USA: Selfish Self – Finding the Balance
A life coach (LC) once told me it is important to be selfish sometimes. She had to explain what she meant because for as long as I could remember, the word ‘selfish’ was synonymous with not caring about anyone other than yourself. Well, LC was one of the sweetest people I have met, yet she did not strike me as one who would accept being pushed around, or would accept becoming a doormat. Usually, really sweet people are considered people on whom you can ‘get over’, right?
When I had this conversation with her I was already mother to by firstborn. However, I did not come to really contemplate the meaning of being selfish while being a mother, until after having my second child.
What LC was conveying to me is that although I am a mother, I am a person. Separate from all the titles I gather in life I have myself and I have to take care of self. You’ve probably heard it or read it somewhere…’If you don’t take care of yourself, you can’t take care of anyone else’. I have heard people reference it to when an aircraft loses oxygen and you are to put an oxygen mask on yourself before helping someone else, even your own child, put on her mask. Still, the word ‘selfish’ isn’t used here, even though it may be more concise and cost less to print. I do understand why: it just doesn’t sound good.
Nonetheless, being selfish (to an extent) is necessary for sanity, self-esteem, creativity, and a dynamic life.
I don’t know about other mothers, but I tend to analyze a lot. It used to be that before I left the house (children and husband in it), I would think of all I could do to make sure everything for the kids was where it was supposed to be so my husband could easily find it. It was as if the time I was going to be away had to be excused in my own mind, and that I was negatively selfish for not being there to care for them myself. I know this is absurd because we are both their parents and my husband hasn’t indicated, in any way, that he thinks or feels any of the things I am explaining here.
I realized I was hindering my own self from taking a break. From clocking out from my Stay At Home career. From taking care of me. From figuring out how to take care of me beyond taking a shower and maybe putting on some make up.
So about a month and a half ago my husband and I had a conversation. We acknowledged that we both feel the difference in our lives from how it was pre two small children and a teenager, to post two small children and a teenager. We agreed that we both need time to be ourselves individually and together. At the end of that conversation it was decided that I was going to begin taking scheduled ‘Me Time’.
The first time I had no clue what to do with myself. I was happy to leave the house and go do something. I didn’t want to waste my time. I didn’t want to do something as mundane as go window-shopping or take a nap in my car…like I have done a few times in the past. Then I realized I could do anything I wanted and I would be doing it by myself!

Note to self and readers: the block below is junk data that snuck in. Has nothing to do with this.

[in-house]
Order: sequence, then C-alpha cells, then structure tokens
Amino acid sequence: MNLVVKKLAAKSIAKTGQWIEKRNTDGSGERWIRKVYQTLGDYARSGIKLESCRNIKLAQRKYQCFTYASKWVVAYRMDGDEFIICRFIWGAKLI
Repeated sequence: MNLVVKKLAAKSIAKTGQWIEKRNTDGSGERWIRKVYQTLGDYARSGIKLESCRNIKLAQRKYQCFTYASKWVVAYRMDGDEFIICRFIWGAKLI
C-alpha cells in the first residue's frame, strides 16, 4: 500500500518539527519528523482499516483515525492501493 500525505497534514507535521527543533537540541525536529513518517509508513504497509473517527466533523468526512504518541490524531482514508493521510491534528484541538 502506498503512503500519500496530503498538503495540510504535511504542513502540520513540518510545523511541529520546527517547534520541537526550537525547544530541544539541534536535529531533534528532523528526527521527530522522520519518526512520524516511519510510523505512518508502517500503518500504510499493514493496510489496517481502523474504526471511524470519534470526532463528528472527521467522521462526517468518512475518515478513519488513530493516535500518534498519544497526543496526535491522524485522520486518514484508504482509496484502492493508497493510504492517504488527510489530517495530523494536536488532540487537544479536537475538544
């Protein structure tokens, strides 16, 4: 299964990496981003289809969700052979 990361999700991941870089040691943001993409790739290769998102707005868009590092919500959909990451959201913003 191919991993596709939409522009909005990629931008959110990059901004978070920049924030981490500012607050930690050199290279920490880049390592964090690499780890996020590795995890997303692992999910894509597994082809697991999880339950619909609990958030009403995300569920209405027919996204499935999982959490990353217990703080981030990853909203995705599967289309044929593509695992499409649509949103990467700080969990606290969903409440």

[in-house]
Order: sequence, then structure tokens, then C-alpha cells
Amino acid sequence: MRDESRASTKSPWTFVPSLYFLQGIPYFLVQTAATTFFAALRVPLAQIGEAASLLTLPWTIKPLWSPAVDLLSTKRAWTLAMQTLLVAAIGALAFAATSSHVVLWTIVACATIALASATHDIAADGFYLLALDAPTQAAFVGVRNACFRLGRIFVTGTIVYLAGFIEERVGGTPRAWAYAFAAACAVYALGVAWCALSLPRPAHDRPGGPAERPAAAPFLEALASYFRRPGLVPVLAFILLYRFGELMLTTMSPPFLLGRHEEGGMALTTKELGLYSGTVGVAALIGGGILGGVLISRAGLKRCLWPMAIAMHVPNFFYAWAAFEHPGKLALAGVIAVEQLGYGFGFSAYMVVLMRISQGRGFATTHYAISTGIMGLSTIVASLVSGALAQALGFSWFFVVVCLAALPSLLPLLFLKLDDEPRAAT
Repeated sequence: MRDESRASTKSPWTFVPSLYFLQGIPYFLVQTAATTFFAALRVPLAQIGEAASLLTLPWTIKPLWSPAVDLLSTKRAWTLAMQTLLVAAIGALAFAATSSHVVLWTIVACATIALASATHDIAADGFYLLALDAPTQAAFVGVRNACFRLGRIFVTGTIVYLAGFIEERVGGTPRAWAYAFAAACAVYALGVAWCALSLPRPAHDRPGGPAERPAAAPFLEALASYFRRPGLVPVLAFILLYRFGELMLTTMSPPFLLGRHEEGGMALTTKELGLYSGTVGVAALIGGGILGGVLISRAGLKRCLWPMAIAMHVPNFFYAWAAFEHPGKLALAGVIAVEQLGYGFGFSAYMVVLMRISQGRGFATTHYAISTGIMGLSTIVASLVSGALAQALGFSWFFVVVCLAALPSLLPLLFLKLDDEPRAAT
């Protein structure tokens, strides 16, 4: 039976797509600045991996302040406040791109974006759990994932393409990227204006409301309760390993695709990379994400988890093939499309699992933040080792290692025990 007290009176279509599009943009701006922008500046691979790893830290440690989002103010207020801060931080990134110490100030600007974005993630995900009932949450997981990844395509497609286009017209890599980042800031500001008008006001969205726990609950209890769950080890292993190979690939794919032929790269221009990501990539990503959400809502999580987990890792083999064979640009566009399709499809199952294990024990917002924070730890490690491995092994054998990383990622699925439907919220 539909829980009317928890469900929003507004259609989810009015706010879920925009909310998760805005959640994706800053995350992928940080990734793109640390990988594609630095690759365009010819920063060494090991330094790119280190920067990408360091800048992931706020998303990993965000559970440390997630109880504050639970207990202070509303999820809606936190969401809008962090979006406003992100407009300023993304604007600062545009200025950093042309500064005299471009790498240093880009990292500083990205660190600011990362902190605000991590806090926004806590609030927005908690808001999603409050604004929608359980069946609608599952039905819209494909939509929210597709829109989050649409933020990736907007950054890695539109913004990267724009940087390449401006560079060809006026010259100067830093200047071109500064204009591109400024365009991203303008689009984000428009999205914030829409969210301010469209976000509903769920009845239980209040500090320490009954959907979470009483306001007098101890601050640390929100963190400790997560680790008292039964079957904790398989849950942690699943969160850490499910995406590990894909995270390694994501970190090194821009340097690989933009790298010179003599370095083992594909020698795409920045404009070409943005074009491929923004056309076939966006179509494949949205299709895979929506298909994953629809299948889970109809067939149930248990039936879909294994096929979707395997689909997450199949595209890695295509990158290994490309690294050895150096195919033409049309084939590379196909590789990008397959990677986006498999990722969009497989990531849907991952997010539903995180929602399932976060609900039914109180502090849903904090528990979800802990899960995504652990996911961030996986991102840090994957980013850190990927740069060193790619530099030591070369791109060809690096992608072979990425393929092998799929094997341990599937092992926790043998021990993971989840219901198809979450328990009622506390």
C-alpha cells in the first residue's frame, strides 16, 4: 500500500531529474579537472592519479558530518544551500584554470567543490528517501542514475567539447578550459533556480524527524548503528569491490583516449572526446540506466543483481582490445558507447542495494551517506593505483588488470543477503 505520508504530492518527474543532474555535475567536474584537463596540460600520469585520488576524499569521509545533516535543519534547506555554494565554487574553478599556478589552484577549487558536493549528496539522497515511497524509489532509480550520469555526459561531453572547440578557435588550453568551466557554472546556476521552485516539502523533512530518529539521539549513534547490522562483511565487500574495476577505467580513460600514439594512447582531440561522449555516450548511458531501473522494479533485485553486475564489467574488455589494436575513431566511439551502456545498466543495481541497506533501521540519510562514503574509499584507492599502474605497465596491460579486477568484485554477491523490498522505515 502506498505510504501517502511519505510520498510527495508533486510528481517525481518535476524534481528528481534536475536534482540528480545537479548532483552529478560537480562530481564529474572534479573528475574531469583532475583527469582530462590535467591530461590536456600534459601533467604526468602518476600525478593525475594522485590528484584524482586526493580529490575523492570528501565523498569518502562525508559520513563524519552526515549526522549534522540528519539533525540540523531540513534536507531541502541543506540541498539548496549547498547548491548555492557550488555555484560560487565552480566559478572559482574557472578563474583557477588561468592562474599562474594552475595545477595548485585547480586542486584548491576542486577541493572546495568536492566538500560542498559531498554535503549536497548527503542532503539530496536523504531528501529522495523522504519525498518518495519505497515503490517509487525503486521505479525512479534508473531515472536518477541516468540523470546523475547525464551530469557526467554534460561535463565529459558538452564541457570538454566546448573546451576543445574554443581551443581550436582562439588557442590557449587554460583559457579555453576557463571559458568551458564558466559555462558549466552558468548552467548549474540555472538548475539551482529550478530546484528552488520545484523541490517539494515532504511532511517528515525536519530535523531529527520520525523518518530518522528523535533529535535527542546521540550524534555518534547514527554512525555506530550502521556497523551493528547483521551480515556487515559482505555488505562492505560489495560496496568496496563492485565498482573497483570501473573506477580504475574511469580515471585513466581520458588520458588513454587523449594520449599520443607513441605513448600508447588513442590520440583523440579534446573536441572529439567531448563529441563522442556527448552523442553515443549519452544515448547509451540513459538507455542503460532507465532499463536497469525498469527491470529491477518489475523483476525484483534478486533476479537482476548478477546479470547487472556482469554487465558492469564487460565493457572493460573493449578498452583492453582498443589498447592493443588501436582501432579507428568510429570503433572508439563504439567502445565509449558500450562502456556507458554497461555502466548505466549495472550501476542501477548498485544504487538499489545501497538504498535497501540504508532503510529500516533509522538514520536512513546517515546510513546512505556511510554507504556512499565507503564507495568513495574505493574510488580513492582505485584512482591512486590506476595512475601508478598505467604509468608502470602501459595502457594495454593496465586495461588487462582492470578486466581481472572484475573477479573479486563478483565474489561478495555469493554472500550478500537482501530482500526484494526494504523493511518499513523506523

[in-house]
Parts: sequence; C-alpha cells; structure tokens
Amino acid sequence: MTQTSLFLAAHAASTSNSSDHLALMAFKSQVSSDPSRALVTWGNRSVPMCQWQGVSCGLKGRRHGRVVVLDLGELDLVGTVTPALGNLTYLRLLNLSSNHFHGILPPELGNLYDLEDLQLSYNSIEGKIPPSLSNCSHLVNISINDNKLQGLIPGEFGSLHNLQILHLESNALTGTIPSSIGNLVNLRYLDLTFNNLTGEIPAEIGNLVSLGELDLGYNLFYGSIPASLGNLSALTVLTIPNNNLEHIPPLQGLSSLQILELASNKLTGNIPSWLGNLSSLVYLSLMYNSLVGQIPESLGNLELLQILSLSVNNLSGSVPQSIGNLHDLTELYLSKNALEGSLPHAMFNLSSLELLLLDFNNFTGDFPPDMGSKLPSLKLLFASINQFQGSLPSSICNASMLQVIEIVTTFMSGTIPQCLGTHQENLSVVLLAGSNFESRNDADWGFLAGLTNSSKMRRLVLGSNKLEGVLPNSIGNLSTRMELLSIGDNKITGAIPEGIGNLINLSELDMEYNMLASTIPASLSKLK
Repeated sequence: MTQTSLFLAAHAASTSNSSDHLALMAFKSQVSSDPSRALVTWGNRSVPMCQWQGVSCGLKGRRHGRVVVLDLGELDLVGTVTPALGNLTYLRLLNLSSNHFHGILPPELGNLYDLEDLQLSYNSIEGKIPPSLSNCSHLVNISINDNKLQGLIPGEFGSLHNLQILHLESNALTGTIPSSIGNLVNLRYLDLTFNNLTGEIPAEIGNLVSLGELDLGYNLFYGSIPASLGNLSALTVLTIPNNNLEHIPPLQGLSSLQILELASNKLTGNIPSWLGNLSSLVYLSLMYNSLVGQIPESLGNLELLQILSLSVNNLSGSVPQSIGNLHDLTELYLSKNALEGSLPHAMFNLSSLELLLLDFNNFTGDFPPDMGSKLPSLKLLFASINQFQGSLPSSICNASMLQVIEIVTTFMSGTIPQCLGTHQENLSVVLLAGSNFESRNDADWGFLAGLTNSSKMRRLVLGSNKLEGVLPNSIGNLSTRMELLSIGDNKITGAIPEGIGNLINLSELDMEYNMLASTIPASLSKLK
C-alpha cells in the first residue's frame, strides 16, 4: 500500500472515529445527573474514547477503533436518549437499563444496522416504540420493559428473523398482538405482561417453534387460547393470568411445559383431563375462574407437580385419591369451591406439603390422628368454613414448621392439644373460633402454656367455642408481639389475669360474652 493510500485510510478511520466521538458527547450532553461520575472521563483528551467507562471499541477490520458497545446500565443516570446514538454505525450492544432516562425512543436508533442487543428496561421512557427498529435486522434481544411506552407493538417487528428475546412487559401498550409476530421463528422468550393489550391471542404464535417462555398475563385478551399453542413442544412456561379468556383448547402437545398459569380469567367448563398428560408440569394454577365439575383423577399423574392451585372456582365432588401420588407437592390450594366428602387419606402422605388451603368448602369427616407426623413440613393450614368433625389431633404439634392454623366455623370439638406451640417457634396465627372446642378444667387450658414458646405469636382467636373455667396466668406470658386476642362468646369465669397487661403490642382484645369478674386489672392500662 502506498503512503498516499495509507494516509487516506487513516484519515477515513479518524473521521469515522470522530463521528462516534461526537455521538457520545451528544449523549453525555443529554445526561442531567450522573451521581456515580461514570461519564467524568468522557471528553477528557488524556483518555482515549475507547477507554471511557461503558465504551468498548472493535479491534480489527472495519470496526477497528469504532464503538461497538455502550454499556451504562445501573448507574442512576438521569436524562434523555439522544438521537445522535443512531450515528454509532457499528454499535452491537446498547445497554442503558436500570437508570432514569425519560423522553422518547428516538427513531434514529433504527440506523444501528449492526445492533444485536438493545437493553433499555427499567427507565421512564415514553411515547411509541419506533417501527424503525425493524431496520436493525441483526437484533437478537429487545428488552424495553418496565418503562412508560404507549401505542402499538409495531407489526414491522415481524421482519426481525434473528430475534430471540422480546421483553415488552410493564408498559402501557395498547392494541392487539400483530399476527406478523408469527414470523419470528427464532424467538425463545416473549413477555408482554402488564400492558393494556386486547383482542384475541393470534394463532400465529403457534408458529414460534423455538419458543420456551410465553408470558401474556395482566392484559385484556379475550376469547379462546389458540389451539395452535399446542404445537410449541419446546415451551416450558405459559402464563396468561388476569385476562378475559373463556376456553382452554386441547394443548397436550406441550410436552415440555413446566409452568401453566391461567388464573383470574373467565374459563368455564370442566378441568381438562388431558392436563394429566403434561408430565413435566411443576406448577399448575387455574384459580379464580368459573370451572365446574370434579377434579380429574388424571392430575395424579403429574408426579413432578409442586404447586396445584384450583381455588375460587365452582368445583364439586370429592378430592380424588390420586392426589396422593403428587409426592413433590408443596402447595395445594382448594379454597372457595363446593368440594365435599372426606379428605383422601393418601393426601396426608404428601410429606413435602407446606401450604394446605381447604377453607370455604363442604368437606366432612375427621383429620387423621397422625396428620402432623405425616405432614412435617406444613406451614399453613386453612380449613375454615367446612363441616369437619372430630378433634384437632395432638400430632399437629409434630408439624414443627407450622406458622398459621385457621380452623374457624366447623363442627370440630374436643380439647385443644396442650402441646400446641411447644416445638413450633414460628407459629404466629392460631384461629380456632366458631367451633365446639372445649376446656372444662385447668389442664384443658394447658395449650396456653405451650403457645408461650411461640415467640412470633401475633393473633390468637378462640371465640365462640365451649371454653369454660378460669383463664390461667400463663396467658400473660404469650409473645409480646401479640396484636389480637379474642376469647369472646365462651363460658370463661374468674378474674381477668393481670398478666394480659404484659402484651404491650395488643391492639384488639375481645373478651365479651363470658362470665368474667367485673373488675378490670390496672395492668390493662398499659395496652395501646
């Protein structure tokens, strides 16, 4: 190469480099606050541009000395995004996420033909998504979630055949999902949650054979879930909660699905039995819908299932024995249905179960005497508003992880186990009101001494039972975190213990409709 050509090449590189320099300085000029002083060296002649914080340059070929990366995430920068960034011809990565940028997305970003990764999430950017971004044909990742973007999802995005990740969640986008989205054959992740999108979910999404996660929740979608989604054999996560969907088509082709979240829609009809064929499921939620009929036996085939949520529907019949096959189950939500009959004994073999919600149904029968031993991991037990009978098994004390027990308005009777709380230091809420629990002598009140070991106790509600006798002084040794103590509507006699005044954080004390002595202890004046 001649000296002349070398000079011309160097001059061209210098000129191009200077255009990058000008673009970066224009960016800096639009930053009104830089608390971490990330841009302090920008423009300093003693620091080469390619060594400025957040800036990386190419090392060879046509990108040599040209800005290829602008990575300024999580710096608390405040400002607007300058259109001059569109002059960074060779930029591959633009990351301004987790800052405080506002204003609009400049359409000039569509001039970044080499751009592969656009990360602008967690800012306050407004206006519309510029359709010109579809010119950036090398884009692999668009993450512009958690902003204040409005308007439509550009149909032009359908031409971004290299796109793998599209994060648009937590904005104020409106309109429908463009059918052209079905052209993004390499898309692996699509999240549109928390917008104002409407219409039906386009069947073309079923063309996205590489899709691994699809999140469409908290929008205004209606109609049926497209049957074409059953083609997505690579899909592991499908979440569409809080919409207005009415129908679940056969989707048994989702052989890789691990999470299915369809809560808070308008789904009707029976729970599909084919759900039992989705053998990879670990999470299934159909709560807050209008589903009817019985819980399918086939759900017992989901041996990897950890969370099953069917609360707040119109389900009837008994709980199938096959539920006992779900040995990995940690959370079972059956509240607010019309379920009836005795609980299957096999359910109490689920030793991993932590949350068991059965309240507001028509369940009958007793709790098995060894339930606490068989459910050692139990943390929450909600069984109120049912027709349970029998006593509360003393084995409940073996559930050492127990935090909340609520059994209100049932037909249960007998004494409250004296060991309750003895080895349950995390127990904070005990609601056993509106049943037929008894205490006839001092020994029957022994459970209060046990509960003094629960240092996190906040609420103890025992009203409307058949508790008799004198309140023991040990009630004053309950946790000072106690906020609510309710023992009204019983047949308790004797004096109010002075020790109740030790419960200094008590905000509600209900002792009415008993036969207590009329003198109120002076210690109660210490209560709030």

When I returned home I felt energized and didn’t feel like I needed to clock out again for a while. The second time I felt kind of guilty, leaving everyone again, so as it was already hard to schedule something with holiday travel, I just let that one go. Today was my third scheduled Me Time and I knew exactly what I was going to do. I was going to take my selfish self to the forest and hike! Yes, I was going to take a hike!
My hike was phenomenal. It was something I needed more than I thought. I wished for my husband and my children to be with me. I kept envisioning them there, but I knew I needed to be by myself. I needed to not worry about what they might need… if they are hungry, thirsty, or need a diaper change. Or if the 15-month old had eaten a crayon or is putting his finger in his mouth and maybe is now interested in sticking it in an electrical socket.
That’s the thing, you know? Being a Stay at Home Parent means that as long as your children are awake, you have to be aware while you’re cooking or cleaning, or doing whatever else you may need to do, Additionally, you have to be present for the myriad learning moments young humans have. I personally think that is tiring. I feel like I am wrong for feeling this way. That, as a parent, but more so as a mother, I should want to be with my children all the time and I should only get a tiny bit tired just as any human would from being awake and doing regular things.
To continue, my hike was what I needed. I focused on thinking of nothing. I took deep breaths as I walked briskly onward in the chilly air. Every time I thought to meditate I would first repeat a prayer I know, and then somehow ended up seeing Purnima Ramakrishnan’s face as if she was leading a meditation session. It was so strange and SO funny! Then I kept thinking about how I should have asked if there are wild animals to be concerned about on the trails. Black bears and cougars would have to just let me have my Me Time, you know?
After the hike I watched a R-rated movie (The Big Short) and ate a cookie.
I got home to two little babes wanting to be tickled and wanting to use me as an obstacle they had to demolish. It was a lot of fun and I knew I was better for them since I went and had some time with my own self.
Do you take time to do things on your own? Do you ever feel like you could be better for your children? When you do take time away, are there specific things you do that bring you back to center? What do you think about the word ‘selfish’?
This is an original post to World Moms Blog by Sophia. You can find her blogging at Think Say Be and on twitter @ThinkSayBeSNJ.
Photo credits to the author.